Article: ‘Longer Little Deaths: Moulds for anamonitored experiences’
‘Longer Little Deaths: Moulds for anamonitored experiences’ by Bill Sampson
La Trobe University Visual Arts Centre, Bendigo
7 May to 12 June 2011
Bill Sampson’s installation has three components: moulds on tall stands, crushed aluminium paintings, and a triple plinth. They all upset our expectation and startle our reality and, to various degrees, involve chance and alchemy.
Sampson’s 2010 show ‘Little Deaths’ featured fantastic works on paper created in the marbling bath. In this process, the chemical reactions and combination of paints, bath surface and temperature make the outcome unpredictable. Yet, the sense we get from the finished images is that of determinism; the patterns appear to have a gravitational pull. It is as though, as Sampson has said, ‘the bath possesses an absolute intelligence,’ defeating his own desires and expectations. The paradox inherent in the marbling bath works is central to Sampson and to his latest work. The more he strives to achieve his desire, the more he surrenders to other forces.
In ‘Longer Little Deaths’, the moulds are formed by pouring petrol onto polystyrene and filling the cavity with plaster, which is later torn off. This toxic and volatile process gives birth to surprisingly organic forms. They have legs and foetal-like bodies, and are covered in tiny crystalline hairs, like coral poodles or gentle amorphous creatures. They sit on long thin plinths of varying heights – like tall soapboxes, giving the ‘creatures’ a platform; each has a distinct aspiration. However, the moulds are mute, they do not have discernible mouths and therefore voices; this silence and implicit desire to be heard sets up a tension akin to yearning. The plinths too are set in rows, which gives them a monumental and perhaps funereal aspect. Again, at odds with the idea of individual voices, they are treated as an anachronistic family, one that is neither obsolete nor pure artefact. Perhaps rather than new creatures, these moulds are weathered or worn relics, hanging around as a memory trace, ghostly presences.
The two faces of the very new or very old, of the stasis and the movement, make the work uncertain and suspenseful. The moulds aspire to become something, taking us elsewhere, into the land of longing. Perhaps they are casting space? The inversion hints at the something else, the paradox inherent in desire, in the longer little death. Here Sampson alludes to the ‘anamonitored experiences’ in the show’s subtitle; a world of vicarious pleasure, epitomised by reality life, where everything – sex, success, failure, disaster – is experienced real time via a screen. The view is toward a shifting topography from real world to cyber world, from real time to real time. Space and time can no longer be mapped easily, they have become slippery – the mould becomes the thing – the would-be object that never quite makes it.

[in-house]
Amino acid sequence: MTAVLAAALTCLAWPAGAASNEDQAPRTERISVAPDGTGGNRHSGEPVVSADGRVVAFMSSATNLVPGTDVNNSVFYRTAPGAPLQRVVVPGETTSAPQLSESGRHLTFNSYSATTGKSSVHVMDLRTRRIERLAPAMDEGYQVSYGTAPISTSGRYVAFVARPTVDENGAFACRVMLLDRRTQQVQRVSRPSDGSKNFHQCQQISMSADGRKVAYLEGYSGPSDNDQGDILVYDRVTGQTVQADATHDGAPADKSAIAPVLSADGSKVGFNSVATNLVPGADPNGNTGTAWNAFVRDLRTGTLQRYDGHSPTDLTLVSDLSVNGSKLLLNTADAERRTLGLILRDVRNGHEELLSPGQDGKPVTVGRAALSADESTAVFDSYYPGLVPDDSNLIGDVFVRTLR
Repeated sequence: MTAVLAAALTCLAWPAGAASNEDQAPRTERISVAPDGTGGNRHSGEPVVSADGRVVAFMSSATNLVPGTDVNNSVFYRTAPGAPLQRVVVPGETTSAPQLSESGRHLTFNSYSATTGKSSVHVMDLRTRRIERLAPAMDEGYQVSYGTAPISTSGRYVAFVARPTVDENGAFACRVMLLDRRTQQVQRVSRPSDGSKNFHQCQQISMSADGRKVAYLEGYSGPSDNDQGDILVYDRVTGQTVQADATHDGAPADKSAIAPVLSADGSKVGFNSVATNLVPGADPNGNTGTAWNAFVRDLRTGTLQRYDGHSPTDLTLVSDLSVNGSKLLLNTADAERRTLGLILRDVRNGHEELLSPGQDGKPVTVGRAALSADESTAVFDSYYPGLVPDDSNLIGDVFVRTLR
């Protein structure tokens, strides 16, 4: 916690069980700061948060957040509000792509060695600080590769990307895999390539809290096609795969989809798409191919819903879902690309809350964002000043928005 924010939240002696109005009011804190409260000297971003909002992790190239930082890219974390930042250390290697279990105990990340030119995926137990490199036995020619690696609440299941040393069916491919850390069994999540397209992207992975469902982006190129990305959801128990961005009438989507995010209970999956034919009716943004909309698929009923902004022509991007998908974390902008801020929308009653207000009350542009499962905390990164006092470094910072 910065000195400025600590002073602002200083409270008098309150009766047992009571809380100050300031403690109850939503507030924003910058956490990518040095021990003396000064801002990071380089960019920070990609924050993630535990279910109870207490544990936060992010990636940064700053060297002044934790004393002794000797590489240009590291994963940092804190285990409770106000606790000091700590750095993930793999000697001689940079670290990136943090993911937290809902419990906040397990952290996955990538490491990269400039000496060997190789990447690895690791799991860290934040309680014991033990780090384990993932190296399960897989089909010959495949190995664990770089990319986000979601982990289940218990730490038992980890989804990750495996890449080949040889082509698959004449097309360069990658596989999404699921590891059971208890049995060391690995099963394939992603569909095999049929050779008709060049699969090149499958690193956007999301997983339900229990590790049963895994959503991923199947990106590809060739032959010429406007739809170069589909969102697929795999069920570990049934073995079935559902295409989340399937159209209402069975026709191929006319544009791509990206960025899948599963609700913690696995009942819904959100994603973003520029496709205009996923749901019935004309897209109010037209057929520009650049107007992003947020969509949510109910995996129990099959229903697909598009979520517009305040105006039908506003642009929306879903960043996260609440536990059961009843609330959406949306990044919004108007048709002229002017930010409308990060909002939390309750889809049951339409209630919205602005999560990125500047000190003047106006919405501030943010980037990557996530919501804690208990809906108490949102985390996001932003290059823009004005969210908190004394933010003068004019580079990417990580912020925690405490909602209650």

The experimental ad hoc processes used by Sampson have some basis in Arte Povera. His interest in materials and process, and a use of everyday materials, continues to break down the life/art frontier and lends the work an organic physicality and open endedness. This tradition too links Sampson’s work with that of sculpture Hany Armanious, but Sampson’s exploration is perhaps more oblique, tending towards an alchemic process and an emphasis on dissolving, coagulation and transmutation.
The marbling technique is again present on the large crushed aluminium paintings, their surfaces alternately marbled like boulder landscapes and ducoed in startling luminous colours. The paintings are balance on fine points; some shroud space, others entwine in twisted and gashed contortions, and all have an upward movement, appearing to almost float off the gallery floor. As we circle each work we lose our bearings – which is the right side up? Which is the viewing side? Again our expectations are undone: paradox is inherent in floating metal, in doubled sided paintings presented as sculpture. As with the moulds, chance too is intrinsic to the process of crushing the metal and to how the final enamelled and marbled surfaces will turn out. Again, our glance is taken into the space beyond the object, into a space created and shrouded by the paintings. Again there is a yearning to break through, to show true colours, to grapple with physicality.
The triple plinth consists of two replica plinths, the bottom one mirrored, and the one above in fake marble, and on top a third translucent yellowy-green Perspex mould of the plinth. The work has a direct lineage to Rachael Whiteread’s 2001 work that featured on the fourth plinth in Trafalgar Square. Here, Whiteread made a resin cast of the original stone plinth and placed it upside down, creating a mirror plinth, hence it’s name the Inverted Plinth. The contrasts created by Whiteread’s work – the heavy and the light, the opaque and the transparent – are again apparent in Sampson’s replica, only here there is a succession of cultural paradigms. The self-reflective mirror plinth and monumental marble plinth are subsumed by the luminous mould, again an inversion of all that went before, alluding to something that is no longer easily grasped, a precarious reality.
The triple plinth too distils the idea of basic human yearning that pervades this show. The crowning mould is a beacon of alien light, the mould within as unattainable as the philosopher’s stone. Herein lies the human paradox; that birth inevitably leads to death, and that each little death is a reaffirmation of existence through a moment of surrender.
Ruth Learner May 2011